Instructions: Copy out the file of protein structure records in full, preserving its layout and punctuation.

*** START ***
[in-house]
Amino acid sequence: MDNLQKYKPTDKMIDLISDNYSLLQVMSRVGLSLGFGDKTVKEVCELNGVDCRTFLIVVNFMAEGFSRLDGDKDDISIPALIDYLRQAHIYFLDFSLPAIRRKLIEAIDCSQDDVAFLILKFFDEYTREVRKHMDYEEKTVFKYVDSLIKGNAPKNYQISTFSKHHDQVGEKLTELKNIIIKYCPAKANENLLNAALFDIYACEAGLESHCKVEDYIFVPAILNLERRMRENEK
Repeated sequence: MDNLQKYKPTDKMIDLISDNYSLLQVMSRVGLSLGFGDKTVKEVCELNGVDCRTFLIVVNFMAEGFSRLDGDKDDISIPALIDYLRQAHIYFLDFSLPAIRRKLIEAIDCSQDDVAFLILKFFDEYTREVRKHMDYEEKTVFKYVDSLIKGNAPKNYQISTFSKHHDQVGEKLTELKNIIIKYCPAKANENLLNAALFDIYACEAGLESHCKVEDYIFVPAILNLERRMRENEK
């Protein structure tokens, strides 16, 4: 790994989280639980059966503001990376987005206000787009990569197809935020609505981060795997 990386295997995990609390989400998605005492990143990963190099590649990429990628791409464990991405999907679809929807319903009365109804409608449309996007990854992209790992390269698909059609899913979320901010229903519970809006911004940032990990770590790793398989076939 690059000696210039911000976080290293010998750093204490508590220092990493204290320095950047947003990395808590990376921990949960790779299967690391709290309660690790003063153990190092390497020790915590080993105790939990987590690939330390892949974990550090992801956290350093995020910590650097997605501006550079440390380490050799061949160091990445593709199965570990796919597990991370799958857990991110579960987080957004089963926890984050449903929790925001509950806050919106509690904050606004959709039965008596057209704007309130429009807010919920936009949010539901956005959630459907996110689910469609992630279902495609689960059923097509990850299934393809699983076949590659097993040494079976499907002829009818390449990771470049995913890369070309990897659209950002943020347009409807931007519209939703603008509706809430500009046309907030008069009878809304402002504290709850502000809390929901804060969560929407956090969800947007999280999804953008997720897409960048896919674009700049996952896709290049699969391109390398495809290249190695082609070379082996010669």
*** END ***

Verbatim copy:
[in-house]
Amino acid sequence: MDNLQKYKPTDKMIDLISDNYSLLQVMSRVGLSLGFGDKTVKEVCELNGVDCRTFLIVVNFMAEGFSRLDGDKDDISIPALIDYLRQAHIYFLDFSLPAIRRKLIEAIDCSQDDVAFLILKFFDEYTREVRKHMDYEEKTVFKYVDSLIKGNAPKNYQISTFSKHHDQVGEKLTELKNIIIKYCPAKANENLLNAALFDIYACEAGLESHCKVEDYIFVPAILNLERRMRENEK
Repeated sequence: MDNLQKYKPTDKMIDLISDNYSLLQVMSRVGLSLGFGDKTVKEVCELNGVDCRTFLIVVNFMAEGFSRLDGDKDDISIPALIDYLRQAHIYFLDFSLPAIRRKLIEAIDCSQDDVAFLILKFFDEYTREVRKHMDYEEKTVFKYVDSLIKGNAPKNYQISTFSKHHDQVGEKLTELKNIIIKYCPAKANENLLNAALFDIYACEAGLESHCKVEDYIFVPAILNLERRMRENEK
């Protein structure tokens, strides 16, 4: 790994989280639980059966503001990376987005206000787009990569197809935020609505981060795997 990386295997995990609390989400998605005492990143990963190099590649990429990628791409464990991405999907679809929807319903009365109804409608449309996007990854992209790992390269698909059609899913979320901010229903519970809006911004940032990990770590790793398989076939 690059000696210039911000976080290293010998750093204490508590220092990493204290320095950047947003990395808590990376921990949960790779299967690391709290309660690790003063153990190092390497020790915590080993105790939990987590690939330390892949974990550090992801956290350093995020910590650097997605501006550079440390380490050799061949160091990445593709199965570990796919597990991370799958857990991110579960987080957004089963926890984050449903929790925001509950806050919106509690904050606004959709039965008596057209704007309130429009807010919920936009949010539901956005959630459907996110689910469609992630279902495609689960059923097509990850299934393809699983076949590659097993040494079976499907002829009818390449990771470049995913890369070309990897659209950002943020347009409807931007519209939703603008509706809430500009046309907030008069009878809304402002504290709850502000809390929901804060969560929407956090969800947007999280999804953008997720897409960048896919674009700049996952896709290049699969391109390398495809290249190695082609070379082996010669």